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View Full Version : The Amortization of Player Contracts - If you care.


KingXerxes
08-23-2002, 10:01 AM
Let's say a player signs a 5 year deal at $3 million per year - and gets a $2 million signing bonus.

The club who signed him has an amortizable value of $2 million which they are forced to amortize over the next five years at $400,000 per year. The $3 million per year salary will be expensed as incurred. The amortization is actually a conservative recognition of write off due to the fact that the club had to pay the $$ up front and wait five years to fully realize the tax benefit of the expense.

There is no tax windfall through the amortization of contracts in signing players.

cheeses_h_rice
08-23-2002, 11:02 AM
Exactly. It's not like the Sox are amortizing an intangible asset, such as goodwill, or getting a tax benefit on depreciation of a fixed asset like machinery. The money spent on players' contracts is cash money out the door, and the only "benefit" they get is being able to deduct this as a legitimate business expense, with the timing on the expense to match up with the benefit of the expense (i.e. 1/5th of the bonus for each year of service).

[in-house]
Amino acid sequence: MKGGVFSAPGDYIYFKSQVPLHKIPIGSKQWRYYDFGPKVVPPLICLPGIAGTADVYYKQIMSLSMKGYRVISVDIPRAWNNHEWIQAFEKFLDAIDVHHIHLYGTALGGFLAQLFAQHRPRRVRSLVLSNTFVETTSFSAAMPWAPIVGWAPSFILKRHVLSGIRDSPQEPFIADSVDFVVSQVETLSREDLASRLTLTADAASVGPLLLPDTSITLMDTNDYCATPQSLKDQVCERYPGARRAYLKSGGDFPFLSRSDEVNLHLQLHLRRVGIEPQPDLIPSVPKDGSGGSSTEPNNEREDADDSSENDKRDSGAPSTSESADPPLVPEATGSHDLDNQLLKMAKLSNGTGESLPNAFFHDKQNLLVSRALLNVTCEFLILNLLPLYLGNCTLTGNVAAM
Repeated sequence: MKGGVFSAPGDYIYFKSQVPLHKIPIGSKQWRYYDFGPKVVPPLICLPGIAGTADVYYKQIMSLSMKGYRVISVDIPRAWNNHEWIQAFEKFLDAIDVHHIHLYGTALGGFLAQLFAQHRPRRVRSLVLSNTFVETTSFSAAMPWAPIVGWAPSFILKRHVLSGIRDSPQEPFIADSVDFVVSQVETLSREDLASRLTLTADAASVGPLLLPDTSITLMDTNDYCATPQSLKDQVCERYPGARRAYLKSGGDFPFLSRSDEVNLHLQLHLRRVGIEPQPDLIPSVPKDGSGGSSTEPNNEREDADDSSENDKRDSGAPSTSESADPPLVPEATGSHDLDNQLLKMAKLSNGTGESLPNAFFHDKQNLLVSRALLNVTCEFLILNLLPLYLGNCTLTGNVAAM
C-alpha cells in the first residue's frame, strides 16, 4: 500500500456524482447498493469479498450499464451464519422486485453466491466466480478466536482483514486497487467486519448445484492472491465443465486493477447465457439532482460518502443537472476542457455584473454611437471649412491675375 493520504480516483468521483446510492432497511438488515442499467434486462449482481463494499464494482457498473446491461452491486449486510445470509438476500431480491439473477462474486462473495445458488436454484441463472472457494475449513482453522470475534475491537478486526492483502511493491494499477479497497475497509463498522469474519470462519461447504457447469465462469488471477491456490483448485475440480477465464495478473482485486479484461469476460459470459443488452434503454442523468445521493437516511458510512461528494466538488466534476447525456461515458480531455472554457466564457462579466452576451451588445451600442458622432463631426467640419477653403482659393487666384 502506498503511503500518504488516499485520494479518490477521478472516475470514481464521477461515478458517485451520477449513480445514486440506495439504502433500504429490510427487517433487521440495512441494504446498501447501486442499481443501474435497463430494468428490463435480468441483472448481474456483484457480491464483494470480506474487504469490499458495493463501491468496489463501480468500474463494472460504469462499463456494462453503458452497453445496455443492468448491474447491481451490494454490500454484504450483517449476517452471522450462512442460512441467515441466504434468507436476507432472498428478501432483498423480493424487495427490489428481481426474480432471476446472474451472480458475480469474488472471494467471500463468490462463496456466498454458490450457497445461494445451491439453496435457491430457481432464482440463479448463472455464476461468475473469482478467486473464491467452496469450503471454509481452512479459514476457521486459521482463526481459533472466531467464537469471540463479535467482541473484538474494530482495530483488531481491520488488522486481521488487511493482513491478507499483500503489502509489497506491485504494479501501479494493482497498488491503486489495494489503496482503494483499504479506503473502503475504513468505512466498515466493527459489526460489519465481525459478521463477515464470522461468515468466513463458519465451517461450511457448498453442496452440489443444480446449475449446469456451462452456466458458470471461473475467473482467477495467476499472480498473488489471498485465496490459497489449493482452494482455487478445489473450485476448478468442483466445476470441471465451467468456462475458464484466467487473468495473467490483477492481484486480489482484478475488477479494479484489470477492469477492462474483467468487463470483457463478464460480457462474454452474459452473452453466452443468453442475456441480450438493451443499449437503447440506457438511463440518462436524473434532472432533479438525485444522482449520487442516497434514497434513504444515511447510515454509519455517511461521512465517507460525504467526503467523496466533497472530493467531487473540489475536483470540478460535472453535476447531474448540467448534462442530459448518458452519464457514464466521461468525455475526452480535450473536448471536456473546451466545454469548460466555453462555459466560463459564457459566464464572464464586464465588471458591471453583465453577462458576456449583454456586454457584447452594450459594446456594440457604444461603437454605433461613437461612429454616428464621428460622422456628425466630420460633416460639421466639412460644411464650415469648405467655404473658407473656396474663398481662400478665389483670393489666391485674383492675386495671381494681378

PaleHoseGeorge
08-23-2002, 08:31 PM
In addition to what you've noted above, there are tax incentives when buying a team to put a high percentage of the franchise's book value into your players' contracts. The new owner essentially gets to depreciate the value of the franchise at the marginal tax rate. In essence, the government subsidizes the purchase price with tax breaks.

It was Bill Veeck who originally revealed this trick in Veeck as in Wreck. He was quoted by Andrew Zimbalist in his book Baseball and Billions , and (IIRC) John Helyar in Lords of the Realm. The tax laws have been tightened to prevent an owner from writing off as much as back in Veeck's day, but that trick is still available in a diluted form.

BTW, I didn't think your financial analysis of the Sox was stupid at all. I wish more of MLB's finances were out in the public domain so the pleas of poverty by the owners were more believable.